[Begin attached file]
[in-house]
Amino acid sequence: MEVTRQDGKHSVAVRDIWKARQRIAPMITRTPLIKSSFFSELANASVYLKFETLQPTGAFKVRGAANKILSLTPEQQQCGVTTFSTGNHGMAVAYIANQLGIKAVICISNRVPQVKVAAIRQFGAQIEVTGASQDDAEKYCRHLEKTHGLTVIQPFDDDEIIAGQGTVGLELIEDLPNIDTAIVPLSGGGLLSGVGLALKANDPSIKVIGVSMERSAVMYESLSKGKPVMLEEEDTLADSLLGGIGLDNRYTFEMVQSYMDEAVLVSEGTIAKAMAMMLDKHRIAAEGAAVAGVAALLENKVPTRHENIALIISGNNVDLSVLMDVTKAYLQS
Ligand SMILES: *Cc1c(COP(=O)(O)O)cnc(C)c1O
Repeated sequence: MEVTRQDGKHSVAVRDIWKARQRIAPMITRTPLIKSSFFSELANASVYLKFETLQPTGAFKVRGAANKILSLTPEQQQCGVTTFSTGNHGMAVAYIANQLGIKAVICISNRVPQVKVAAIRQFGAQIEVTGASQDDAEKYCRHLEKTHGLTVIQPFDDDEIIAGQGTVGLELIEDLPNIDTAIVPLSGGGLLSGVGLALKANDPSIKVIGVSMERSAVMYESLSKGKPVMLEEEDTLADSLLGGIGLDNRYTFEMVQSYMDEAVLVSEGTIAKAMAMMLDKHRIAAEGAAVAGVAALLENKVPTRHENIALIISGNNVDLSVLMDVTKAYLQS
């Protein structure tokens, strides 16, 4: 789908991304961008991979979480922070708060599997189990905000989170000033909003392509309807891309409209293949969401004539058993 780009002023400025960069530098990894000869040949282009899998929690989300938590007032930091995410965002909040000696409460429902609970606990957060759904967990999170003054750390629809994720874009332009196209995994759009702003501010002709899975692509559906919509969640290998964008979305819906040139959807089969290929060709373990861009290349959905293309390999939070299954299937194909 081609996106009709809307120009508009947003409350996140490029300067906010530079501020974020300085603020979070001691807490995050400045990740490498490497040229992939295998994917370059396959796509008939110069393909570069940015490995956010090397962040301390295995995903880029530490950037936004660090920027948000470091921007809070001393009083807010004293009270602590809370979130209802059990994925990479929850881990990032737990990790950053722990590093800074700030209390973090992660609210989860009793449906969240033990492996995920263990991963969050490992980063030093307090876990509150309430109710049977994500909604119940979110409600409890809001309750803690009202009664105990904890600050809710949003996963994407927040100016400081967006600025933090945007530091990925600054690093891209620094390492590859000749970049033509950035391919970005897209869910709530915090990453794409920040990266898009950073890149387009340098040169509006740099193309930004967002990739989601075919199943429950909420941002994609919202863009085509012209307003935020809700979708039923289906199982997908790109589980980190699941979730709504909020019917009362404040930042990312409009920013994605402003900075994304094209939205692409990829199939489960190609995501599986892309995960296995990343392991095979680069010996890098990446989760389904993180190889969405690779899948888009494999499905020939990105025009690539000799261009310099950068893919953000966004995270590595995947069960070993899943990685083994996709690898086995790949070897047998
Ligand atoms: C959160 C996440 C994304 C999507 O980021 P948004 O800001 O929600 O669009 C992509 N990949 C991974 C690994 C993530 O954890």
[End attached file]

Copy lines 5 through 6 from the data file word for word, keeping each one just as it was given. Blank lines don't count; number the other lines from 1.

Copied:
């Protein structure tokens, strides 16, 4: 789908991304961008991979979480922070708060599997189990905000989170000033909003392509309807891309409209293949969401004539058993 780009002023400025960069530098990894000869040949282009899998929690989300938590007032930091995410965002909040000696409460429902609970606990957060759904967990999170003054750390629809994720874009332009196209995994759009702003501010002709899975692509559906919509969640290998964008979305819906040139959807089969290929060709373990861009290349959905293309390999939070299954299937194909 081609996106009709809307120009508009947003409350996140490029300067906010530079501020974020300085603020979070001691807490995050400045990740490498490497040229992939295998994917370059396959796509008939110069393909570069940015490995956010090397962040301390295995995903880029530490950037936004660090920027948000470091921007809070001393009083807010004293009270602590809370979130209802059990994925990479929850881990990032737990990790950053722990590093800074700030209390973090992660609210989860009793449906969240033990492996995920263990991963969050490992980063030093307090876990509150309430109710049977994500909604119940979110409600409890809001309750803690009202009664105990904890600050809710949003996963994407927040100016400081967006600025933090945007530091990925600054690093891209620094390492590859000749970049033509950035391919970005897209869910709530915090990453794409920040990266898009950073890149387009340098040169509006740099193309930004967002990739989601075919199943429950909420941002994609919202863009085509012209307003935020809700979708039923289906199982997908790109589980980190699941979730709504909020019917009362404040930042990312409009920013994605402003900075994304094209939205692409990829199939489960190609995501599986892309995960296995990343392991095979680069010996890098990446989760389904993180190889969405690779899948888009494999499905020939990105025009690539000799261009310099950068893919953000966004995270590595995947069960070993899943990685083994996709690898086995790949070897047998
Ligand atoms: C959160 C996440 C994304 C999507 O980021 P948004 O800001 O929600 O669009 C992509 N990949 C991974 C690994 C993530 O954890």